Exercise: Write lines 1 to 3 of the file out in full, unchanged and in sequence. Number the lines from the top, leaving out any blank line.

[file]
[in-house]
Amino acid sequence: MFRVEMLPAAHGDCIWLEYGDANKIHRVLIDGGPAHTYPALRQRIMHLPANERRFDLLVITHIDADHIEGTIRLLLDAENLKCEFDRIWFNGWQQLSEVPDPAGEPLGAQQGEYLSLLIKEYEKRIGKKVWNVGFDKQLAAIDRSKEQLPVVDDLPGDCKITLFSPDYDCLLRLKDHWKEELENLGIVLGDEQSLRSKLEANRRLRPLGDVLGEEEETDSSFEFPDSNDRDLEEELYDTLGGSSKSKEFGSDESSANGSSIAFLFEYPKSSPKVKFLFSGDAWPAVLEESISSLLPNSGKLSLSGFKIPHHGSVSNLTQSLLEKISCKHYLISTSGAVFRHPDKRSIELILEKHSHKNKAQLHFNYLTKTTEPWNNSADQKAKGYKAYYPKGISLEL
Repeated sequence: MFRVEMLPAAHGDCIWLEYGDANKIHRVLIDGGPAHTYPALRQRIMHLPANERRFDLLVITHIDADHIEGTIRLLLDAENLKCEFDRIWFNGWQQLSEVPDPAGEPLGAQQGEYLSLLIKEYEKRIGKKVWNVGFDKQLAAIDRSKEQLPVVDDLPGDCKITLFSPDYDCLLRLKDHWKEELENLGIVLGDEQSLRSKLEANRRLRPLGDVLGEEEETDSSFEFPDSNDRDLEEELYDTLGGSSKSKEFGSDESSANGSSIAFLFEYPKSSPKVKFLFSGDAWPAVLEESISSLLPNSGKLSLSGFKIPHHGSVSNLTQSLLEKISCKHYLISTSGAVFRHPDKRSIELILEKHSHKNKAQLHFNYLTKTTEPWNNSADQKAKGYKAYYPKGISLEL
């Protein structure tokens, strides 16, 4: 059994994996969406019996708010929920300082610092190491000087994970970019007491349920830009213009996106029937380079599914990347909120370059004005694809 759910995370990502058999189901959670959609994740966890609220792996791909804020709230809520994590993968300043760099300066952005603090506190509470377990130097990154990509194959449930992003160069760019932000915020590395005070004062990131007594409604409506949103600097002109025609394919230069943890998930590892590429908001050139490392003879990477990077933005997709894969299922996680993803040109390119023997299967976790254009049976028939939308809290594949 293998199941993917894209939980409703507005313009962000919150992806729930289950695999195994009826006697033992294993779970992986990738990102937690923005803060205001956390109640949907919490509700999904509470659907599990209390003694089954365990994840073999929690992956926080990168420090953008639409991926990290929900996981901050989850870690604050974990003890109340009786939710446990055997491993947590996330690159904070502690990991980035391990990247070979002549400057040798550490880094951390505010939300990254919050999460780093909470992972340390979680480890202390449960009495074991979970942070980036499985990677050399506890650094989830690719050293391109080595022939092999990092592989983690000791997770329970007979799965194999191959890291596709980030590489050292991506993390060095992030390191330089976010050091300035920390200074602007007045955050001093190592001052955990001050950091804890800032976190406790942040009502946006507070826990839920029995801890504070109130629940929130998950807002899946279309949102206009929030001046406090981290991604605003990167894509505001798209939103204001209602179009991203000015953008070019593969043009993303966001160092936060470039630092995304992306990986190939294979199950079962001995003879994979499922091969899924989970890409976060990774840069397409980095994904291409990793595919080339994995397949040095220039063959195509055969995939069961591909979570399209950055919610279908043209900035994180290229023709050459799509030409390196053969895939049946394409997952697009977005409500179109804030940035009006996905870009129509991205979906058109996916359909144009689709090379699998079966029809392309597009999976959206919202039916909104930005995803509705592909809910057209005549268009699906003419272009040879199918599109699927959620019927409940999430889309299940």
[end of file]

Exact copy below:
[in-house]
Amino acid sequence: MFRVEMLPAAHGDCIWLEYGDANKIHRVLIDGGPAHTYPALRQRIMHLPANERRFDLLVITHIDADHIEGTIRLLLDAENLKCEFDRIWFNGWQQLSEVPDPAGEPLGAQQGEYLSLLIKEYEKRIGKKVWNVGFDKQLAAIDRSKEQLPVVDDLPGDCKITLFSPDYDCLLRLKDHWKEELENLGIVLGDEQSLRSKLEANRRLRPLGDVLGEEEETDSSFEFPDSNDRDLEEELYDTLGGSSKSKEFGSDESSANGSSIAFLFEYPKSSPKVKFLFSGDAWPAVLEESISSLLPNSGKLSLSGFKIPHHGSVSNLTQSLLEKISCKHYLISTSGAVFRHPDKRSIELILEKHSHKNKAQLHFNYLTKTTEPWNNSADQKAKGYKAYYPKGISLEL
Repeated sequence: MFRVEMLPAAHGDCIWLEYGDANKIHRVLIDGGPAHTYPALRQRIMHLPANERRFDLLVITHIDADHIEGTIRLLLDAENLKCEFDRIWFNGWQQLSEVPDPAGEPLGAQQGEYLSLLIKEYEKRIGKKVWNVGFDKQLAAIDRSKEQLPVVDDLPGDCKITLFSPDYDCLLRLKDHWKEELENLGIVLGDEQSLRSKLEANRRLRPLGDVLGEEEETDSSFEFPDSNDRDLEEELYDTLGGSSKSKEFGSDESSANGSSIAFLFEYPKSSPKVKFLFSGDAWPAVLEESISSLLPNSGKLSLSGFKIPHHGSVSNLTQSLLEKISCKHYLISTSGAVFRHPDKRSIELILEKHSHKNKAQLHFNYLTKTTEPWNNSADQKAKGYKAYYPKGISLEL